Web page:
And BONUS! channeling all your heartbreak and rage into doing something creative and beautiful is probably the best way for you, personally, to deal and heal. Just ask Taylor Swift. (or Alanis Morissette for you Gen X-ers out there)

p.s. This book is great even if you don't have anyone in mind to get revenge upon. 



Monday, August 30, 2021

Giant Days, by John Allison

Hands down, my favorite Back To School book isn't even a's an entire series

I was introduced to Giant Days, the college-themed graphic novel saga by John Allison, when it caught my curious eye on the New Book shelf. This way back in 2016, and I've since re-read it twice and am on my third re-read. The plot follows the misadventures of Esther, Susan, and Daisy, three unlikely friends braving the (sometimes calm, but often turbulent) college waters. The quirky, slice-of-life humor and character interactions/relationships is very reminiscent of the TV show, Friends. At least it was to me. Which is what got me hooked.

Because this is a series, I couldn't even begin to describe everything that happens...or even one particular plotline. But I will say that Giant Days is just a lot of fun and a series you really can't go wrong with. And (BONUS!) you'll be happy to learn that this series is not only several volumes long, but it's complete. Not a cliffhanger in sight. So, that said, it's safe to binge away!


Monday, August 23, 2021

The Moth Diaries, by Rachel Klein

It's always hard when someone you always thought was your BFF suddenly drops you for a new BFF. But just how far would you be willing to go to win back your friend? And what about the person your friend has replaced you with? Let's consult Rachel Klein's short, but suspenseful novel The Moth Diaries for the more dysfunctional approach.

Upon returning to her exclusive private school, an unnamed narrator is obviously upset when her longtime BFF, Lucy, is suddenly more interested in hanging out with mysterious new girl, Ernessa. Sure, our girl could have tried to befriend Ernessa as well. She could have suggested the three of them go grab a coffee together or something. But no... Instead she observes, spies, stalks, sneaks, and, like a twisted version of Nancy Drew, records all she sees in her journal (which is what we have here). And she reaches the unlikely conclusion that Ernessa is secretly a vampire who has chosen Lucy as her next victim. And we're not talking the sort of Vamp who is the stuff of a Mid-2000s paranormal romance novel, but the real sort. The scary sort. (so no sparkles here)

I know, right. It sounded crazy to me too. But as I read the "evidence" in this journal, I became increasingly convinced that maybe, just maybe, the narrator was on to something here. Maybe. I won't say more. I won't spoil. You'll have to read The Moth Diaries for yourself and see what you think: Is Ernessa really a vampire? Or is she just a somewhat strange girl who innocently happened to get between an unstable and unreliable narrator and her Bestie?

I won't tell you what conclusion I arrived at. But I can recommend it as a great read!


Friday, August 20, 2021

Popular: Vintage Wisdom for a Modern Geek, by Maya Van Wagenen

Today we travel into the realm of true stories with Popular: Vintage Wisdom for a Modern Geek, by Maya Van Wagenen.  Think a book is just a book and can't change your life? You may have a different opinion after reading this:

Penned when the author was still in middle school, Popular details how a teen who began at the bottom of the social ladder gained confidence and popularity using a surprising tool: A how-to-be-popular guide from the 1950s.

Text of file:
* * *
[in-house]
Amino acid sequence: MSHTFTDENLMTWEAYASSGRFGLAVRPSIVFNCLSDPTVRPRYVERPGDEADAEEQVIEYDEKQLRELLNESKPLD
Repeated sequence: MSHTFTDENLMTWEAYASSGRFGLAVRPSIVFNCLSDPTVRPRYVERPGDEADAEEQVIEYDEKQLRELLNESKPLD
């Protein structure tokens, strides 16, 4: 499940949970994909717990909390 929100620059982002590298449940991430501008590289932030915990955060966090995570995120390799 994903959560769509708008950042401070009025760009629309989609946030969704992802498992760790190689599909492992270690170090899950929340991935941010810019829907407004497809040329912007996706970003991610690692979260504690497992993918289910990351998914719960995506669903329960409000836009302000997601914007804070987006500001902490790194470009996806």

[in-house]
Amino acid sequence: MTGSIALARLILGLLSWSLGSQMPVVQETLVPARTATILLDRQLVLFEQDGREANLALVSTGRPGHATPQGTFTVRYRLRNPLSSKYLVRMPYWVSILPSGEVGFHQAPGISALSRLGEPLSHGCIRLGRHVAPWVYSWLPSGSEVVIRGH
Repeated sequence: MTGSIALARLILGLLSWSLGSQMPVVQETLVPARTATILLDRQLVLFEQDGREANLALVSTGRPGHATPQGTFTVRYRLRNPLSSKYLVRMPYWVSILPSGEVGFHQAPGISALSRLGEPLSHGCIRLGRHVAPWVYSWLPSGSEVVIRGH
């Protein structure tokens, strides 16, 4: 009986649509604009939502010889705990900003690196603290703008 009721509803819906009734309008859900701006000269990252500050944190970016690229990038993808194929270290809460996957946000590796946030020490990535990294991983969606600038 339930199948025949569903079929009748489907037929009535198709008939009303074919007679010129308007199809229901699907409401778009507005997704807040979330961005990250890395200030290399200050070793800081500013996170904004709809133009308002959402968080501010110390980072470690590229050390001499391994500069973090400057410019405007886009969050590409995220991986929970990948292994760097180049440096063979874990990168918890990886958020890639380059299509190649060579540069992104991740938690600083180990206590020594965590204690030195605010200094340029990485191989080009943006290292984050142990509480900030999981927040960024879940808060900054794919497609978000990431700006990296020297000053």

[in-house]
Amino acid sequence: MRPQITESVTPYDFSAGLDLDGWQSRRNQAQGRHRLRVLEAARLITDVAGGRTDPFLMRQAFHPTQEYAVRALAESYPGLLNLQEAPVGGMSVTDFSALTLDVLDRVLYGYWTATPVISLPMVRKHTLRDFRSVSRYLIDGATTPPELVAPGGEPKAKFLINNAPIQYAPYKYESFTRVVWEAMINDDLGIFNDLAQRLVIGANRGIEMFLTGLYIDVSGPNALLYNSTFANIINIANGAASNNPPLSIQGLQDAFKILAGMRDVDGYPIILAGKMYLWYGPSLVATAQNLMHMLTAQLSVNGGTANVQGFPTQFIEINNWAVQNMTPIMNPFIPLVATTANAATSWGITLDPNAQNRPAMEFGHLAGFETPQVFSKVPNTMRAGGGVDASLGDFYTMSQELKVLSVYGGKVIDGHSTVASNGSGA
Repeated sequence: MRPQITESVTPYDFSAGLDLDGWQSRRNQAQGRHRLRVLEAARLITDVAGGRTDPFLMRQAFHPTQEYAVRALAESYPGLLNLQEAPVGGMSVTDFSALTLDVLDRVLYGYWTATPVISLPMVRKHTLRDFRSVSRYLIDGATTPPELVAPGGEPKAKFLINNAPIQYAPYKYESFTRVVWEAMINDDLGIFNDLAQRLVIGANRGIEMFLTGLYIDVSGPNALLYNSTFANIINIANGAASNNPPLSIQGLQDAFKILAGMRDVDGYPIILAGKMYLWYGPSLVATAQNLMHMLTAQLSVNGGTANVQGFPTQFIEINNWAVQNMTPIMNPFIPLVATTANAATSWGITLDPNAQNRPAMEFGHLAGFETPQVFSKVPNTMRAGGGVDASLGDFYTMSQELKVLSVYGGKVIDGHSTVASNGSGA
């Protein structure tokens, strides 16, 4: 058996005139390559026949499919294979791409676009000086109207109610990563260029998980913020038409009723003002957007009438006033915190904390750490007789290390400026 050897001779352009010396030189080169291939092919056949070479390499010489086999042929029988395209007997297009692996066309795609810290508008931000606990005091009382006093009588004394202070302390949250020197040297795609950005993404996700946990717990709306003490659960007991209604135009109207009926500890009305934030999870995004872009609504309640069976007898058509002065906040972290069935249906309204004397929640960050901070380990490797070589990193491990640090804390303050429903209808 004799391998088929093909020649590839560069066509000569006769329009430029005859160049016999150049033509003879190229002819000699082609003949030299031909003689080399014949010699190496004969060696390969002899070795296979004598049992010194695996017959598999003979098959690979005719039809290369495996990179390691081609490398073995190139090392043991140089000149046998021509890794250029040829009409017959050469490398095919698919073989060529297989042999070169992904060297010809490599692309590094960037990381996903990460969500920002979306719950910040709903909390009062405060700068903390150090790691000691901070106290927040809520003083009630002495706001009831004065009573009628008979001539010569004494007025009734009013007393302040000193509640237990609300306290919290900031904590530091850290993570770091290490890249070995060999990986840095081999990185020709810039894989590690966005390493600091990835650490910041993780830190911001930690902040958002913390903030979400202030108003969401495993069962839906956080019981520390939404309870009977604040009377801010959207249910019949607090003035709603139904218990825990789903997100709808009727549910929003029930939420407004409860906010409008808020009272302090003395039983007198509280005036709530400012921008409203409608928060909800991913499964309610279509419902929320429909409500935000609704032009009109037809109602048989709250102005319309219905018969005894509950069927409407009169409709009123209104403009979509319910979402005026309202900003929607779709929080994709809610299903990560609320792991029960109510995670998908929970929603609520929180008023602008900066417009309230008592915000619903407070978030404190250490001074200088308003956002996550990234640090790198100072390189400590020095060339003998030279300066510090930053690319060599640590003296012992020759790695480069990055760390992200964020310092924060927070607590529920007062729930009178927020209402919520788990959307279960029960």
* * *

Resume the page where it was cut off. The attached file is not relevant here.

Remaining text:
When Maya ended her seventh grade year, she claimed she was only a little more popular than substitute teachers (so not at all). She wasn't bullied or anything. She just didn't exist. Then her dad discovered Betty Cornell's Teenage Popularity Guide while cleaning, Maya thought, "Why not?". She decided to try an experiment: Going through the book chapter by chapter and incorporating tools like can curlers, pearls, proper diet & exercise, and other things suggested by the book, Maya gains confidence and develops a whole new outlook. And, naturally, the way the world responds to her changes as well. Does Maya become Queen Bee of her school? Maybe her transformation was not quite that extreme (because that sort of thing only happens in 80s movies), but it was certainly an improvement. So her experiment was a success. More so than she ever could have imagined. Maya even gets to meet her hero, the author of the book that changed her life for the better. So an extra happy ending!

Popular is a fun read. Maya is very likable and her writing style is so accessible you don't even realize you're reading nonfiction.

100% recommended!


Thursday, August 19, 2021

Withering Tights, by Louise Rennison

Admittedly, yesterday's featured book, although awesome, was pretty serious and heavy. And there was virtually nothing cute or fun about it aside from an ambiguously hopeful ending.

Today, to make up for yesterday's bookish seriousness, I'm going the opposite route with Withering Tights, a comedy of errors by Louise Rennison. This fabulous book stars Talulluah Casey, a charming and quirky aspiring actress who hopes to get her Big Break while attending the famed arts academy, Dother Hall...or at the very least not break anything. Bones or otherwise.  But even more so than fame, Talullah hopes to meet some snogworhy boys ("Snogging" for those not in the know is the same as yes, this IS a "Kissing Book"). This book details the misadventures of Talullah and her bonkers friends during their first year at Dother Hall. Oh...and there are squirrels, owls, Irish dancing, and an abundance of British slang to boot. This one had me literally laughing out loud. 

To say any more would spoil everything.

This one is 100% recommended!